Charles will be providing insights into how the construction industry buys, consumes and manages energy and the session will cover:

• The importance of the supply contract - procuring energy for our corporate office locations, construction sites and projects.
• The importance of data – quantifying consumption through construction site load profiling, half hourly supplies and sub-metering.
• The importance of the day job – managing supplier relationships, centralising bills, recording and monitoring bill information
and reducing risk by hedging reconciled non-commodity charges.


15:50 - 16:20

Energising Facilities Management

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Energy & Water management is increasingly high on the agenda of large organisations for many reasons, from compliance with legislation through cost savings to improving the company’s ‘Green’ image.

Facilities Management is a well-established service, whether outsourced or delivered internally, and holds responsibility for operating & maintaining a facility effectively. So why does Energy & Water management often sit outside of an FM’s remit? Partially, it is due to the different objectives of each activity and partially due to the different skillsets required. This has led to the disciplines becoming largely separated and, at worst, in conflict.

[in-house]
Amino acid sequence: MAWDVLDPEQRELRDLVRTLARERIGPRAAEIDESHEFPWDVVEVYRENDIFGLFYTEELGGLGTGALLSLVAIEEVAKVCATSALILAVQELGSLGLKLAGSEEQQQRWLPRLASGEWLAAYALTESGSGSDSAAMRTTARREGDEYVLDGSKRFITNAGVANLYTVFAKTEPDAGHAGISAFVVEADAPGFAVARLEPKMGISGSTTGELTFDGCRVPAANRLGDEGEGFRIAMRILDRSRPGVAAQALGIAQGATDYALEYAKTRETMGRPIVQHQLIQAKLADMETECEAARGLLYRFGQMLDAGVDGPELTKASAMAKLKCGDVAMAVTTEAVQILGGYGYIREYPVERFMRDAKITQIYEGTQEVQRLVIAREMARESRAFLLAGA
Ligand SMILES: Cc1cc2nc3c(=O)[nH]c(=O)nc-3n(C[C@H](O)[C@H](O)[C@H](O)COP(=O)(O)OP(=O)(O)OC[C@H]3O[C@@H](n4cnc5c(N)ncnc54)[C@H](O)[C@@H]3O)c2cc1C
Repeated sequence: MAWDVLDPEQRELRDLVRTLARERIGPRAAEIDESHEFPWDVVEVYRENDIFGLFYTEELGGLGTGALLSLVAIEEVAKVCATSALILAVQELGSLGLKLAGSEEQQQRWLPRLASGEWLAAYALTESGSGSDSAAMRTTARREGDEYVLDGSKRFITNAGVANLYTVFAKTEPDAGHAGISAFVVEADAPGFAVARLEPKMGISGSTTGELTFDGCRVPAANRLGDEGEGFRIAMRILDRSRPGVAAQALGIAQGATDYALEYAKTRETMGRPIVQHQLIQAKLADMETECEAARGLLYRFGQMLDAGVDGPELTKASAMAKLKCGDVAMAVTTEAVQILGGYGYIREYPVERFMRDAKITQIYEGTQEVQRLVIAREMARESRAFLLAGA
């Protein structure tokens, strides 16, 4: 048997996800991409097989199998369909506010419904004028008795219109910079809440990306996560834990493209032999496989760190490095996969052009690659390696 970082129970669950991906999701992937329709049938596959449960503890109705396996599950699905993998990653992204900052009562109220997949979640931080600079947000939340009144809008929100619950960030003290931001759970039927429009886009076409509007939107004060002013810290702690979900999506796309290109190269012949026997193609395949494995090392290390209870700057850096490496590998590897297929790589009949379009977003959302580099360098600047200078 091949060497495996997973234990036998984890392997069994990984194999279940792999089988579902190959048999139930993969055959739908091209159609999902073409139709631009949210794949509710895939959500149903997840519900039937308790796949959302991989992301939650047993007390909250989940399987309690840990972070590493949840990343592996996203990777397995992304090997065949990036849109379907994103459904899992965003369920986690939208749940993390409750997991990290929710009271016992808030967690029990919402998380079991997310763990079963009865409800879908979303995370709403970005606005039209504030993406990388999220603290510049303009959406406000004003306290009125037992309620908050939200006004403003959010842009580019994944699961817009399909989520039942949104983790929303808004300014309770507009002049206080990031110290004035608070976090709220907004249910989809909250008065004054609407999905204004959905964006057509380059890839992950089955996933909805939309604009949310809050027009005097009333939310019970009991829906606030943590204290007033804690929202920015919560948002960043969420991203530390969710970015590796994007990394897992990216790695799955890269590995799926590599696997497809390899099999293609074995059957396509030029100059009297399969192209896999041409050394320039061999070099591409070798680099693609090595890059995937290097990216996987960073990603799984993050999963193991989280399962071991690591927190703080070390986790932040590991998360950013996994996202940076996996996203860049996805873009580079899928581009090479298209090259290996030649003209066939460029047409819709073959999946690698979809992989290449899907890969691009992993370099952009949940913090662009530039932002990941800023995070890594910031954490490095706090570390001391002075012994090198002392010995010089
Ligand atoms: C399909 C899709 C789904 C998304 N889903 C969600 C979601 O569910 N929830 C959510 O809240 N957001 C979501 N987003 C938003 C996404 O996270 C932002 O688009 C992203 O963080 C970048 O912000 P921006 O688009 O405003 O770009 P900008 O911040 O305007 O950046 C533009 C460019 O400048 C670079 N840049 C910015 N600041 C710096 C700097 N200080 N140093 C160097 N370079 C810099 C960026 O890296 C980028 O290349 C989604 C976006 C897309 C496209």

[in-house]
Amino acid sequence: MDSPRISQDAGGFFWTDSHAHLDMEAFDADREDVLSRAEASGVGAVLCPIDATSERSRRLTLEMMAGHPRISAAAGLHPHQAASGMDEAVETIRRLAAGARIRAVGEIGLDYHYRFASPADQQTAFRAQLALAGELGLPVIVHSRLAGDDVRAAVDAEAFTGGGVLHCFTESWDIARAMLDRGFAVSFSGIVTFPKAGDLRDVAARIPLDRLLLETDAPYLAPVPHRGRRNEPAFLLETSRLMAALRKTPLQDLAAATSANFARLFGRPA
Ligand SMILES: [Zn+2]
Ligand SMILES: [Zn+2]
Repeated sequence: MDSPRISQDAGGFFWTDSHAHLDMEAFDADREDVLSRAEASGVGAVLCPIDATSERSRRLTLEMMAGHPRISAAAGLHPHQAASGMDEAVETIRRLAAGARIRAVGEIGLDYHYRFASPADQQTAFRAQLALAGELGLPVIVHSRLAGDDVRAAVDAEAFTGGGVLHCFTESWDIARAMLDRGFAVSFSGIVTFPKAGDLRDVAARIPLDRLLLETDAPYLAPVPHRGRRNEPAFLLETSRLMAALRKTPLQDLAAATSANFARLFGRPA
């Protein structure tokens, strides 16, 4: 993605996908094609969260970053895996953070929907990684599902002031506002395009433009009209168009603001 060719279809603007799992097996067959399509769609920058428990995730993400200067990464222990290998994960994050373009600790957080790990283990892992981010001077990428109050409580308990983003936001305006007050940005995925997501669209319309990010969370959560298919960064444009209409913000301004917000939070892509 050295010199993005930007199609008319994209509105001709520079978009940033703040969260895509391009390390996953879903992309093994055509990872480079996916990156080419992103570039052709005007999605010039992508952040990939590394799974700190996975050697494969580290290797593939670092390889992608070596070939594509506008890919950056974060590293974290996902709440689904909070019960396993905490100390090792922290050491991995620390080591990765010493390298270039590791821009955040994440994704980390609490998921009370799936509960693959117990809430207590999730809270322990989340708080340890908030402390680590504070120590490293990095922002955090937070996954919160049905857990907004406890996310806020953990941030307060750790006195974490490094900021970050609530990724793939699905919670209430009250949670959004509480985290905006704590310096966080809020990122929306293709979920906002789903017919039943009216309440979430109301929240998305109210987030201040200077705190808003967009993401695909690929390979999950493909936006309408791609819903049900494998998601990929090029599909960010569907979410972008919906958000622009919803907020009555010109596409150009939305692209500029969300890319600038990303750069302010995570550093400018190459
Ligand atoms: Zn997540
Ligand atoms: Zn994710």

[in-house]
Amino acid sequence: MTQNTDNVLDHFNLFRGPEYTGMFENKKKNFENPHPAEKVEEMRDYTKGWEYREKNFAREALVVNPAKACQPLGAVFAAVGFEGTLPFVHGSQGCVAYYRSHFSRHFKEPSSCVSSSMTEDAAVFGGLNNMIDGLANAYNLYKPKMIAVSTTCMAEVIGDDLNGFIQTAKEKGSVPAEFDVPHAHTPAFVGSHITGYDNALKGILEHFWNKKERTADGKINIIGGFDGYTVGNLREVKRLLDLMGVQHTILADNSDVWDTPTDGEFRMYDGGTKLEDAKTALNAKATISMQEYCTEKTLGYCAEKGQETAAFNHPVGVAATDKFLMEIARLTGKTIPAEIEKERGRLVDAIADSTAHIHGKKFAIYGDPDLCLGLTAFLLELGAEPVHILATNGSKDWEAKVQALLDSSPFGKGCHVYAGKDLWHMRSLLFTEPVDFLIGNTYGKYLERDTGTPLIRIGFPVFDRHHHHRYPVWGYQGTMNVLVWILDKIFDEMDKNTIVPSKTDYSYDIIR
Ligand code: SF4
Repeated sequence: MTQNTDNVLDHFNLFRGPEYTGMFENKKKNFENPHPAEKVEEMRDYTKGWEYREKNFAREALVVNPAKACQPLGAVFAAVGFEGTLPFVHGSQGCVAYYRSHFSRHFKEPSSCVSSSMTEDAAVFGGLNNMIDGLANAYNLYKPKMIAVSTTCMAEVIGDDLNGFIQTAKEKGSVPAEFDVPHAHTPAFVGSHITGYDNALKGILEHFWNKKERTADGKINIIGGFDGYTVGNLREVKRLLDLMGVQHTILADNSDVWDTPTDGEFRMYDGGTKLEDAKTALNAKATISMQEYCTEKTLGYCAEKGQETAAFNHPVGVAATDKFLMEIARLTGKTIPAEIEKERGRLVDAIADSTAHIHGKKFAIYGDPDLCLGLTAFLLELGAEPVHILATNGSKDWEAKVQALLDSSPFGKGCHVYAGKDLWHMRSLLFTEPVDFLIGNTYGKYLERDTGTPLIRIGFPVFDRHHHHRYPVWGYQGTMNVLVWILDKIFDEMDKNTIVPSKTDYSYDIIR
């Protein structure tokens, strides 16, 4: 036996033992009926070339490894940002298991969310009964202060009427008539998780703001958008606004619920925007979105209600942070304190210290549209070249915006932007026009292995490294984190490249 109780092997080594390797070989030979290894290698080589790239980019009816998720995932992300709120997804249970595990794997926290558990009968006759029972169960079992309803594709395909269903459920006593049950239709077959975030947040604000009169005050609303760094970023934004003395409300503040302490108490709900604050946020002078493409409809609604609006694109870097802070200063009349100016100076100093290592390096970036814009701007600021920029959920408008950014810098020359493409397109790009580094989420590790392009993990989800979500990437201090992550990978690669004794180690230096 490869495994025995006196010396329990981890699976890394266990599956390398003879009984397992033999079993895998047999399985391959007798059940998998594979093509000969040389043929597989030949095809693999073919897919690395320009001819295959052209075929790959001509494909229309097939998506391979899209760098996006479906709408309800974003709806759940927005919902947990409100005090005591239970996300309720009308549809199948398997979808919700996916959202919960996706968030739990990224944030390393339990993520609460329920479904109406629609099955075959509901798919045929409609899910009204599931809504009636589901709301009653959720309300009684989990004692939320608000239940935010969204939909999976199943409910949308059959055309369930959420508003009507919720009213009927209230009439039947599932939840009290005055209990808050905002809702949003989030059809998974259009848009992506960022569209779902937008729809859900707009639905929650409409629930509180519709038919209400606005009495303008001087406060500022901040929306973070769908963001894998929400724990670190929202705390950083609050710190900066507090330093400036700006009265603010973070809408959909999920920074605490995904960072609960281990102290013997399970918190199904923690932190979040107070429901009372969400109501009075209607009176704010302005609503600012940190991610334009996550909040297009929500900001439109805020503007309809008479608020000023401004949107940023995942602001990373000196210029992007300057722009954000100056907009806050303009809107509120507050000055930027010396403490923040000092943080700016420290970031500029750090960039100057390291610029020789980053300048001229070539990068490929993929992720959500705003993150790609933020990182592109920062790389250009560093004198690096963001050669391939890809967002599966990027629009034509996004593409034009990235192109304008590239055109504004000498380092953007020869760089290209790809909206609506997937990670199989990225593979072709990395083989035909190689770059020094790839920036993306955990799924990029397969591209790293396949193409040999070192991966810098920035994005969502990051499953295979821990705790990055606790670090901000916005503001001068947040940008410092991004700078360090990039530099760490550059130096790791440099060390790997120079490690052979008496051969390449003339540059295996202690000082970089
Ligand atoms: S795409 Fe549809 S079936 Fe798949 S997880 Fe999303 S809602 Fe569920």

However, to add value and make a real tangible difference to the bottom line and cut carbon and costs, energy & water management needs to be an integral part of the FM strategy.

This session will discuss how, from a technical, contractual and cultural perspective, a more integrated approach can provide significant benefits to all parties.


  • Paul Lynch Head of Energy & Water Management - VINCI Facilities
12:30 - 13:00

Energy as a Service: Cutting Energy Spend and CO2 without Risk or Big Investment

The UK energy marketplace is undergoing a massive transition. As a result, we are seeing prices rise and market volatility increase. The cost of technology is also falling rapidly, making significant commercial opportunity available to businesses that use new technology to optimise processes, lower their bills and improve their environmental profile.

During this session, Ivan will examine the changing dynamic between the customer and their energy supplier, challenging suppliers to help businesses overcome the obstacles to smarter energy management. He’ll take a close look at whether it’s possible to reduce your energy bill, whilst also reducing CO2 emissions and mitigating potential risks, all without the need for big investment.

Reducing the corporate or industrial bill is no trivial matter, and there is no ‘one-size-fits-all’ solution. However, as technology advances and the dynamic between customer and supplier evolves, it is possible for companies like Dong Energy to become more than just a supplier. By assuming a greater proportion of the responsibility for the risks surrounding energy management, we can also increase the benefit to customers.